Friday, October 17, 2014

Saint of the Month: Saint Solina of Chartres

If Ste. Soline is the same person as St. Solina of Chartes, then this might very well
be a stained glass representation of our Saint of the Month, in the Church of
St. Pierre, in Chartres.

Saint Solina of Chartres

AKA: Saint Solina of Gascony
Feast Day: October 17.

Really Existed? Have my doubts.
Timeframe: The third century.
Place: France.

Credentials: Recognized by tradition.
Martyrdom: Beheaded.

Patron Saint of: No known patronage.
Symbolism: No known artistic tradition.

Our Saint of the Month for October 2014 is a very minor saint indeed. Which is not to say that she wasn't as virtuous, kind, or exemplary as any other saint. She's just not very well known. She is neither on Facebook nor the Wiki.

The outline of Saint Solina's story is that she fled her native Gascony, or Aquitaine -- southwestern France, anyway -- for the northern city of Chartres. It seems that she had become an enthusiastic Christian, to the disappointment of her parents, variously described as "pagan," "heathen," and "still clinging to the Roman religion." They pressured her to marry a nice heathen boy, but she would have none of it and headed north. Unfortunately, she does not seem to have fallen in with like-minded co-religionists, as we are told that she was martyred in Chartes by beheading.

That's as much as I could learn about Saint Solina in English or Norwegian. Possibly the French have better intel. The only elaboration I have seen of this basic story is from a Dutch website. The machine translation seems to suggest that she actually did find some fellow Christians in Chartres:
There had , in recent years two disciples of Jesus' apostles and Savinianus Potentianus ( † ca 250; party December 31 ) , the gospel preached to them. Because of them a cave which had hitherto devoted to a Druid - goddess mother , renamed the Mary Cave was.
Unfortunately, "Because the Roman government it had nothing to know , they had just put in the time to make a horrific persecution of Christians in rope." The city prefect, we are told, was especially displeased by young Christian women, including his own daughter, and it was him who had St. Solina put to the block.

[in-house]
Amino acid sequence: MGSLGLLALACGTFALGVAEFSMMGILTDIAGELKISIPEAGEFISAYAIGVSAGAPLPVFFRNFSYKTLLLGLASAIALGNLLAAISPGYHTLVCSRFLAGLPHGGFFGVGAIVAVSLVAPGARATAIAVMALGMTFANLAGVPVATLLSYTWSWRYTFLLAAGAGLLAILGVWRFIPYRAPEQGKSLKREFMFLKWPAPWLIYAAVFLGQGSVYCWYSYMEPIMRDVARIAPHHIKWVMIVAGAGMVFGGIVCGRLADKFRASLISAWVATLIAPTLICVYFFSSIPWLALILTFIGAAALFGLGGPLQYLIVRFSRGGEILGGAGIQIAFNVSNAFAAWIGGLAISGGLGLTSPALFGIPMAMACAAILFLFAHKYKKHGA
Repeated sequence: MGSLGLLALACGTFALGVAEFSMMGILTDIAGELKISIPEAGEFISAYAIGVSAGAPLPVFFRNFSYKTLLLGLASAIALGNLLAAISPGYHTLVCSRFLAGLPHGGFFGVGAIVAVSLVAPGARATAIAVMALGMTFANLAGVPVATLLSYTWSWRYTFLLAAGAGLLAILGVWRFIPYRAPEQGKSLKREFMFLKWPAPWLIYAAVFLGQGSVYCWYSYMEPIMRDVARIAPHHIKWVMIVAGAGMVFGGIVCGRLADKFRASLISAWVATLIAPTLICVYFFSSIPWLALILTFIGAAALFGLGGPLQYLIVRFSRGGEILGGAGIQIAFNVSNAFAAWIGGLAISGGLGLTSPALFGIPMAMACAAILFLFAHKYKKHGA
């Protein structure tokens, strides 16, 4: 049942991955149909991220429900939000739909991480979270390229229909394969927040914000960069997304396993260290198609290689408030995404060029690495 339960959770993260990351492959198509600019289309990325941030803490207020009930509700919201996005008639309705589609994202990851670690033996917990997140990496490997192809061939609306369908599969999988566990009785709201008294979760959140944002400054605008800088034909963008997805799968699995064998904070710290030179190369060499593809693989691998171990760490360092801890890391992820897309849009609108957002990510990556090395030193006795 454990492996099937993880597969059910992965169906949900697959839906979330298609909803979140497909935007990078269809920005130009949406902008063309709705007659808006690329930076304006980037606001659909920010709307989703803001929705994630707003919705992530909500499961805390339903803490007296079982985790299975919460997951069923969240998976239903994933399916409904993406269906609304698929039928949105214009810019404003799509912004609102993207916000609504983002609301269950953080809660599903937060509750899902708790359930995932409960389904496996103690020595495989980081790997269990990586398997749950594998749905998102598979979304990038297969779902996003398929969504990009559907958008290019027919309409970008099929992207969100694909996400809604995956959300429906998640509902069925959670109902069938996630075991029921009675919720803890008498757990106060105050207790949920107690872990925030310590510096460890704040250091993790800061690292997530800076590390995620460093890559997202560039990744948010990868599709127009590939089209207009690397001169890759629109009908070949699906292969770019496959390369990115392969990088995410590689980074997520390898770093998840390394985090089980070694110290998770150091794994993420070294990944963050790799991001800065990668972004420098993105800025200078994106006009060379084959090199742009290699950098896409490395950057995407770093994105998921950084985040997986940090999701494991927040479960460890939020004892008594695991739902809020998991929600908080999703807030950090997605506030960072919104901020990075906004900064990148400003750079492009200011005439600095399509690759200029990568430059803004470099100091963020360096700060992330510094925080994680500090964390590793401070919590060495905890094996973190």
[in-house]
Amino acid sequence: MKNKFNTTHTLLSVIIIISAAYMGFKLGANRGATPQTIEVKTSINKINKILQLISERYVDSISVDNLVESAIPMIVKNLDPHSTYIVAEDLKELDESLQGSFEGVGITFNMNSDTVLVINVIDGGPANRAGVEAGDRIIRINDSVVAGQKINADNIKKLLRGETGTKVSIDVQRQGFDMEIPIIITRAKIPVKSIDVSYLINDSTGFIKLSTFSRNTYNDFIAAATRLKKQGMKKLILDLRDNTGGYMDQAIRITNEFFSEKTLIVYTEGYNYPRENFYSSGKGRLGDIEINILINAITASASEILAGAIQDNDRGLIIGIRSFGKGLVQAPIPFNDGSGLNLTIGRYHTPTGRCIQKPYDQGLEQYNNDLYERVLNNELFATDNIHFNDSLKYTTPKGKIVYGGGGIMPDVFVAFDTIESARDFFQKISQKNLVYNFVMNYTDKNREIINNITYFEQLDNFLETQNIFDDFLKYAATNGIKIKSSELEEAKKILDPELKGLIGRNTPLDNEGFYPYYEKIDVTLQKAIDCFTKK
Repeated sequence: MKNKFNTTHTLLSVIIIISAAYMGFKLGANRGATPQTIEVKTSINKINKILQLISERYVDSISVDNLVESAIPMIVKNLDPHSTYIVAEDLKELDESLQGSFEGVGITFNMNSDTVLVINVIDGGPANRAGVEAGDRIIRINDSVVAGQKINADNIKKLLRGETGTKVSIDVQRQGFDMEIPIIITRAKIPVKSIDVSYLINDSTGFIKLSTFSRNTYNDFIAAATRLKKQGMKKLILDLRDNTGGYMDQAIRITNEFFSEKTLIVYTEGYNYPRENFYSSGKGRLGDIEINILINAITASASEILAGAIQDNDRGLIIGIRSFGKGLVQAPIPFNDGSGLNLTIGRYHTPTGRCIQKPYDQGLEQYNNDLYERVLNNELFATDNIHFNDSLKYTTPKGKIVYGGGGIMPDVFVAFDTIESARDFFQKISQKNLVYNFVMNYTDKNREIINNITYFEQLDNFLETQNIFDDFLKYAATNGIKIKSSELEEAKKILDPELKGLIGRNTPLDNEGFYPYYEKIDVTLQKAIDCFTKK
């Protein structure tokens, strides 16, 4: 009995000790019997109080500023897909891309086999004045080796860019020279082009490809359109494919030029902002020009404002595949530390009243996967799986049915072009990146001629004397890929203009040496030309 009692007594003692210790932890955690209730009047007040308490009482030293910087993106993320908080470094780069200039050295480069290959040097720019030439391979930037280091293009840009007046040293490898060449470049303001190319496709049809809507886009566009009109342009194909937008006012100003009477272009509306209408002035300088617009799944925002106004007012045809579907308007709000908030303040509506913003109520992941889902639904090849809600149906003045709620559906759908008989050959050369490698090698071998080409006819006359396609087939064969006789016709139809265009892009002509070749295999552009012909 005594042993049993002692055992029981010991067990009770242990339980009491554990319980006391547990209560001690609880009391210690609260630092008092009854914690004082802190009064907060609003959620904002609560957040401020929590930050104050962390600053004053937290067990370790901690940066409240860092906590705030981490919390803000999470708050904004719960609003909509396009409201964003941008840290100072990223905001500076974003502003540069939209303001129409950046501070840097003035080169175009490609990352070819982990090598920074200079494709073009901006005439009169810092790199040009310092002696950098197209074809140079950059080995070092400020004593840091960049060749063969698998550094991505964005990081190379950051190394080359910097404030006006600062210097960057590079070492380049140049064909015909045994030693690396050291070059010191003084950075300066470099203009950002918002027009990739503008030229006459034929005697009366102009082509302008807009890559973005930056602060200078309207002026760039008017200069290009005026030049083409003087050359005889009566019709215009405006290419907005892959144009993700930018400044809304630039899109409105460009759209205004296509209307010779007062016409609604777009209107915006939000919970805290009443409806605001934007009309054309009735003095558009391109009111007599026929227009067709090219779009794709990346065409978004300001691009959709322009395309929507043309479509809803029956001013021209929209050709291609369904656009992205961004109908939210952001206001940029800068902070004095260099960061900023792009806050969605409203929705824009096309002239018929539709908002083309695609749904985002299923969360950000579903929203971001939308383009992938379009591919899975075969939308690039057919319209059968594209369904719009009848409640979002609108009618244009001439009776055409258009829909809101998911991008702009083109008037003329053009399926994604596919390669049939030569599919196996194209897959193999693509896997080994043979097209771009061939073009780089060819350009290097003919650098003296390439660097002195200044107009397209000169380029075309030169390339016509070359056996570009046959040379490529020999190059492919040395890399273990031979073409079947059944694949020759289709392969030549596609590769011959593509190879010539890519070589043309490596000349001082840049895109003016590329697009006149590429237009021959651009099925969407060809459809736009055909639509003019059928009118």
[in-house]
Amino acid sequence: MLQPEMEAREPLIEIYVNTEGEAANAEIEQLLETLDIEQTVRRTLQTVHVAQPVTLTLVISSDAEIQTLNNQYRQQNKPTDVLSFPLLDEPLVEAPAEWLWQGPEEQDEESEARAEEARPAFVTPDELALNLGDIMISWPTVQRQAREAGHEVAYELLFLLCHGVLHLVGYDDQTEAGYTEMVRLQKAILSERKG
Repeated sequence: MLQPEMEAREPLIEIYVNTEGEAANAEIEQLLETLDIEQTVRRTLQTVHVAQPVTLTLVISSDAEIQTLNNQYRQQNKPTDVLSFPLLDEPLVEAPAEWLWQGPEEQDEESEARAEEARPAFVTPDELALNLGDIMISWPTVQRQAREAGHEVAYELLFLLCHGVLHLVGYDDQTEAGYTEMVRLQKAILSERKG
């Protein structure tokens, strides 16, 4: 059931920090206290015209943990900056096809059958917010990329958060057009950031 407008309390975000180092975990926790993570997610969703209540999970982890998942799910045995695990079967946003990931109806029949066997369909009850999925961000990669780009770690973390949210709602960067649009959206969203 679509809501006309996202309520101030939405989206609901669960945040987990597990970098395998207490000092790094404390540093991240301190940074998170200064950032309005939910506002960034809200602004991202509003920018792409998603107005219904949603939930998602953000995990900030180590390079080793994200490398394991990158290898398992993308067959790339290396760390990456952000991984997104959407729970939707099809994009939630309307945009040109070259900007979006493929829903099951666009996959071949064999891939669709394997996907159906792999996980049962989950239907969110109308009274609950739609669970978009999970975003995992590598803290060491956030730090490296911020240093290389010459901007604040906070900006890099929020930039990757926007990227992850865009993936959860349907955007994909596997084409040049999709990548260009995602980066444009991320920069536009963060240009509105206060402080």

I suppose that, on this feast day of St. Solina of Chartres, it would be appropriate to be thankful for the relatively limited power of municipal government in our enlighted times.

BUT WAIT!!  After looking for places named for St. Solina on a map of Chartres, and failing, I discovered the commune of Ste. Soline in the west of France.  I figured it must be named after a Ste. Soline, because I'm smart like that.  And here is what the French Wikipedia has to say about Ste. Soline:

Sainte Soline is a virgin and martyr from Poitou [in western France, north of Aquitaine/Gascony]. Canonized by the Catholic Church, it is celebrated on October 17 .

There is no precise or reliable information on the life of Sainte Soline . Some sources are often the late third century, about 290 Others say that his martyrdom took place in the year 801 .

It gave its name to the Poitevin village, Sainte- Soline, and the parish church there. She would come to Chartres in order to perform a pilgrimage to the Virgin Mary and she died a martyr in this city. A stained glass window in the church of the Holy Father is the Chartres.

1 comment:

mrs.5000 said...

Oh, good multilingual sleuthing! It must be the same saint, because the Norwegian site says she is honored in Chartres, Poitiers, and Angoulemes, and Sainte-Seline is right between those last two cities. In the region of Poitou-Charentes, which is right next to Gascony/the province of Aquitaine, but, you know, less famous. I like that she's known not just in her place of martyrdom, but in the place where people persecuted her and/or packed her bag with bread and cheese when she went off on pilgrimage.